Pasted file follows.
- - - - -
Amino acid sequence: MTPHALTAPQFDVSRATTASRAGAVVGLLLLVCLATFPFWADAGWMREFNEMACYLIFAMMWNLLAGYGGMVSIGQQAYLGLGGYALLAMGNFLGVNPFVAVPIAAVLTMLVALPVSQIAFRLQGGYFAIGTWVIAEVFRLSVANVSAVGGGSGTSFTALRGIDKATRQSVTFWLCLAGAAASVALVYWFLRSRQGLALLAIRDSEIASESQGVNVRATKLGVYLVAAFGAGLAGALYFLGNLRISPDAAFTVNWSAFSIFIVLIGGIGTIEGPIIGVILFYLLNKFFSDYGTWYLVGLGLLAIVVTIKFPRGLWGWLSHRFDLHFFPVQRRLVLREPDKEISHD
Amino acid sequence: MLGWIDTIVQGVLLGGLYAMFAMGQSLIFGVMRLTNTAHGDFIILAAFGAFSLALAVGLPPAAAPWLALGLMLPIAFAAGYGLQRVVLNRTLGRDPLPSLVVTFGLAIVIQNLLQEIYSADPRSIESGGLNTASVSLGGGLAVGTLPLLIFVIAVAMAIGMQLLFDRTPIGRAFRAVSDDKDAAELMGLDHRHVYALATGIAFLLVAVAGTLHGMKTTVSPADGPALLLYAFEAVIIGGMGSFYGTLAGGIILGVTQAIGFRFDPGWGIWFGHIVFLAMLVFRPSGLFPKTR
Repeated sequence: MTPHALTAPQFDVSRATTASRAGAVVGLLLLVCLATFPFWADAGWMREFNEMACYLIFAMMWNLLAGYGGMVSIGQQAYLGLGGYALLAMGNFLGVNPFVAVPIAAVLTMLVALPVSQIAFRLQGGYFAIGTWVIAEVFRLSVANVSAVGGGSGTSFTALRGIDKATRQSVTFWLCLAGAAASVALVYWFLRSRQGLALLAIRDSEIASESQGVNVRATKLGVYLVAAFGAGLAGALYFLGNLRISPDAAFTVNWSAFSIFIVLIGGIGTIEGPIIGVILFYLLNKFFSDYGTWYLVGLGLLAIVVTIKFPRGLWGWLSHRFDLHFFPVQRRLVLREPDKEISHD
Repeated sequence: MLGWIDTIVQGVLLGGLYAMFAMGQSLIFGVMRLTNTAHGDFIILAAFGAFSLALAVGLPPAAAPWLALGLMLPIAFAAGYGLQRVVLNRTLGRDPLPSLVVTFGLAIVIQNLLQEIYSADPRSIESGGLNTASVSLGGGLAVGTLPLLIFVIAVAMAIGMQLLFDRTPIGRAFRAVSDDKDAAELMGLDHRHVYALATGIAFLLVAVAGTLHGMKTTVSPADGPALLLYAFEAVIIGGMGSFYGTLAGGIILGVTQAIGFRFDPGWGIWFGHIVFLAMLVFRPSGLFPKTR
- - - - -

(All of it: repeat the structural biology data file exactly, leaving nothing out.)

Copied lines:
Amino acid sequence: MTPHALTAPQFDVSRATTASRAGAVVGLLLLVCLATFPFWADAGWMREFNEMACYLIFAMMWNLLAGYGGMVSIGQQAYLGLGGYALLAMGNFLGVNPFVAVPIAAVLTMLVALPVSQIAFRLQGGYFAIGTWVIAEVFRLSVANVSAVGGGSGTSFTALRGIDKATRQSVTFWLCLAGAAASVALVYWFLRSRQGLALLAIRDSEIASESQGVNVRATKLGVYLVAAFGAGLAGALYFLGNLRISPDAAFTVNWSAFSIFIVLIGGIGTIEGPIIGVILFYLLNKFFSDYGTWYLVGLGLLAIVVTIKFPRGLWGWLSHRFDLHFFPVQRRLVLREPDKEISHD
Amino acid sequence: MLGWIDTIVQGVLLGGLYAMFAMGQSLIFGVMRLTNTAHGDFIILAAFGAFSLALAVGLPPAAAPWLALGLMLPIAFAAGYGLQRVVLNRTLGRDPLPSLVVTFGLAIVIQNLLQEIYSADPRSIESGGLNTASVSLGGGLAVGTLPLLIFVIAVAMAIGMQLLFDRTPIGRAFRAVSDDKDAAELMGLDHRHVYALATGIAFLLVAVAGTLHGMKTTVSPADGPALLLYAFEAVIIGGMGSFYGTLAGGIILGVTQAIGFRFDPGWGIWFGHIVFLAMLVFRPSGLFPKTR
Repeated sequence: MTPHALTAPQFDVSRATTASRAGAVVGLLLLVCLATFPFWADAGWMREFNEMACYLIFAMMWNLLAGYGGMVSIGQQAYLGLGGYALLAMGNFLGVNPFVAVPIAAVLTMLVALPVSQIAFRLQGGYFAIGTWVIAEVFRLSVANVSAVGGGSGTSFTALRGIDKATRQSVTFWLCLAGAAASVALVYWFLRSRQGLALLAIRDSEIASESQGVNVRATKLGVYLVAAFGAGLAGALYFLGNLRISPDAAFTVNWSAFSIFIVLIGGIGTIEGPIIGVILFYLLNKFFSDYGTWYLVGLGLLAIVVTIKFPRGLWGWLSHRFDLHFFPVQRRLVLREPDKEISHD
Repeated sequence: MLGWIDTIVQGVLLGGLYAMFAMGQSLIFGVMRLTNTAHGDFIILAAFGAFSLALAVGLPPAAAPWLALGLMLPIAFAAGYGLQRVVLNRTLGRDPLPSLVVTFGLAIVIQNLLQEIYSADPRSIESGGLNTASVSLGGGLAVGTLPLLIFVIAVAMAIGMQLLFDRTPIGRAFRAVSDDKDAAELMGLDHRHVYALATGIAFLLVAVAGTLHGMKTTVSPADGPALLLYAFEAVIIGGMGSFYGTLAGGIILGVTQAIGFRFDPGWGIWFGHIVFLAMLVFRPSGLFPKTR